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Discussion Starter · #1 ·
I think I have a bad head gasket. Worth rebuilding? I plan to do the work myself, and I have the factory service manual already.

My girlfriend and I bought the car with 236,500 miles last September, in Oklahoma City, and we had about a 60 mile trip back home to Stillwater. We had noticed a possible overheating problem on a short test-drive before we bought the car, but other than that it seemed to be working OK, and after investigating engine prices and seeing they don't seem too expensive, we went ahead and bought the car for $2,000. Well, we got less than 3 miles down the road before the car experienced some overheating issues, so we filled it up with the only coolant we had with us, some original-formula green Zerex antifreeze (50% mix with distilled water). It took quite a bit, over half a gallon I'm sure. I think closer to a full gallon. After that, the car behaved well for the rest of the trip home and got 56 mpg. I focused on some other repairs at first (O2 sensor, spark plugs, etc.), and left the green coolant in there. We took the car on a couple of trips to nearby cities, but it started having IMA battery issues, so we pretty much stopped driving it on long trips.
Sometime around November, my girlfriend and I changed the coolant. We couldn't get the engine block drain plug out, so refilled the system once with distilled water, ran the engine for a minute or two, then changed the coolant again to the correct Honda type 2 coolant. I am pretty sure that we had the factory service manual and we followed the coolant bleed procedure, however I am not sure that we successfully got all the air out at that time. I drove the car back and forth to work for a while and it still seemed to be running fine, but when my girlfriend used it for a trip about 6 miles out of town and back, she noticed the heater wasn't working. I didn't know if the heater had been working on my drives to work, since I don't generally try to use the heater on very short trips. I drove it for a while longer before we attempted the coolant bleed procedure again, mostly just to work and back, but I took it on one longer trip.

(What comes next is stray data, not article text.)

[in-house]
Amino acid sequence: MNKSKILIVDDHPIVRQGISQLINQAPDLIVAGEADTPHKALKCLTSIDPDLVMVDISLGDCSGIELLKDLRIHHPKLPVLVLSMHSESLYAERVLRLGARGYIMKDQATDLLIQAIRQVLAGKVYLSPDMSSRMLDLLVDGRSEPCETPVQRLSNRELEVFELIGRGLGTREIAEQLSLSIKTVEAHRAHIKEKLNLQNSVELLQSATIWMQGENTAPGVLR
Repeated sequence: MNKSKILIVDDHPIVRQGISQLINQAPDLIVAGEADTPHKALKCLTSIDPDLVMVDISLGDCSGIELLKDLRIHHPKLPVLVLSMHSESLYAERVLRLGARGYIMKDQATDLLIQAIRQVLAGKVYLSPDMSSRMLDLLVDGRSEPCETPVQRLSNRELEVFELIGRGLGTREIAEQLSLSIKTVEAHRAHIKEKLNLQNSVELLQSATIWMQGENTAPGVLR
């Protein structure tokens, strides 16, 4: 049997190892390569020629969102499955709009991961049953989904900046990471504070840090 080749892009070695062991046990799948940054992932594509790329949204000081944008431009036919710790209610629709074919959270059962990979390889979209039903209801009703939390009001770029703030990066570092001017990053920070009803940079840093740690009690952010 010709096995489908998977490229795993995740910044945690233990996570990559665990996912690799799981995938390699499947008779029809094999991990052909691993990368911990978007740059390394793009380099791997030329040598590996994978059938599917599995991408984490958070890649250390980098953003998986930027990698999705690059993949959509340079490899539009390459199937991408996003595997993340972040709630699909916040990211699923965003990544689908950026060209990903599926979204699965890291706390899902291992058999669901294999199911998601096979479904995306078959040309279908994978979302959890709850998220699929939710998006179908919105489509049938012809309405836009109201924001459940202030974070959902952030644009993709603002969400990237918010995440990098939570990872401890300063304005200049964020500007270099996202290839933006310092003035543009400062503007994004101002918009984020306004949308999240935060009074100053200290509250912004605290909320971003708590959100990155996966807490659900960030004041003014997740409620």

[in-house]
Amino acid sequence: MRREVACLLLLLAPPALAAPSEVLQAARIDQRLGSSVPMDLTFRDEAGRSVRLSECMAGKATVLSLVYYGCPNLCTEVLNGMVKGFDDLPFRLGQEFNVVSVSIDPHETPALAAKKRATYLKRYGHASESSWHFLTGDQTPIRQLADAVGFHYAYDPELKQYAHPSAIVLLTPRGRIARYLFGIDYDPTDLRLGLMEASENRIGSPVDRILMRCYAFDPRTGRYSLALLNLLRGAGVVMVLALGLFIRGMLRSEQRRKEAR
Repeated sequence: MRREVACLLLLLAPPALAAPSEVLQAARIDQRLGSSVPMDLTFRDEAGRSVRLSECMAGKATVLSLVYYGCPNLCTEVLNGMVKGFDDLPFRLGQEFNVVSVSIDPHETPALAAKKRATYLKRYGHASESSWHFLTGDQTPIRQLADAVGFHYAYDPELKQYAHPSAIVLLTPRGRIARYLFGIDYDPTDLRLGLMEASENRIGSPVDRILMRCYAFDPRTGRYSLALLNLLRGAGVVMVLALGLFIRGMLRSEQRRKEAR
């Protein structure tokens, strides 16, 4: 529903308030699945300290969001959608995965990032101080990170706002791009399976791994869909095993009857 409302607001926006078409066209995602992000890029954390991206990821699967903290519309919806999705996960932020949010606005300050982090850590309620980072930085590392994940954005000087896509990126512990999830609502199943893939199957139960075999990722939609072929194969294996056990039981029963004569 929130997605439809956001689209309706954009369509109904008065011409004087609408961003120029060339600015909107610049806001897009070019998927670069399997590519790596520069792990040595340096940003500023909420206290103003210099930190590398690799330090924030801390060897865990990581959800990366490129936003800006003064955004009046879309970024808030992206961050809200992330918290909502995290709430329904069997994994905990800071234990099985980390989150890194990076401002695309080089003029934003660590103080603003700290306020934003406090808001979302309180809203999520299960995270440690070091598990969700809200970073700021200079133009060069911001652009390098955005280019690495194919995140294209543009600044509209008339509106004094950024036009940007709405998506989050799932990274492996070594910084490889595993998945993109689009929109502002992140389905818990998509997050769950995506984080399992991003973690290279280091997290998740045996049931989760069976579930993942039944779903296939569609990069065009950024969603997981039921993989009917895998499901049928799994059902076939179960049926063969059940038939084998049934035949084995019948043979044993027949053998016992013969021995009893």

On New Year's Day, I took the car to Oklahoma City again, probably the fourth sort of long trip (over 30 miles) since we had owned the car. As on previous long trips, the IMA failed, and it was very cold that morning, and the heater did not work hardly at all. For part of the trip I had it off, but then I turned it on because it seemed to be just slightly warmer than outside, but still not warmer than 35 degrees or so. The trip involved climbing a lot of hills, and without the IMA working, I downshifted and drove it hard to get up the hills. I noticed at that time that the engine temperature seemed to be behaving kind of randomly, but there was no definite overheating, just sort of a failure to maintain a consistent engine temperature. Also after the New Year's Day trip, my CEL came back, with a code for a bad catalytic converter.
I had been very cold on that trip, so I asked my girlfriend to help me attempt the coolant bleed procedure again to see if we could get the heater working.
Upon trying to bleed the air out again, we found that no matter what we did, it seemed that there were still air bubbles coming out every time we revved the engine up. In fact, we had the engine all the way up to operating temperature before we finally gave up and decided not to try anymore. I hung the funnel from the hood latch and left it setting there for a couple of hours until the car had cooled down most of the way, then disconnected and plugged the bleeder pipe. One good thing about this - it seemed to get more of that old green coolant out of the system. It floated on top the Honda coolant, and ended up in the funnel and hose.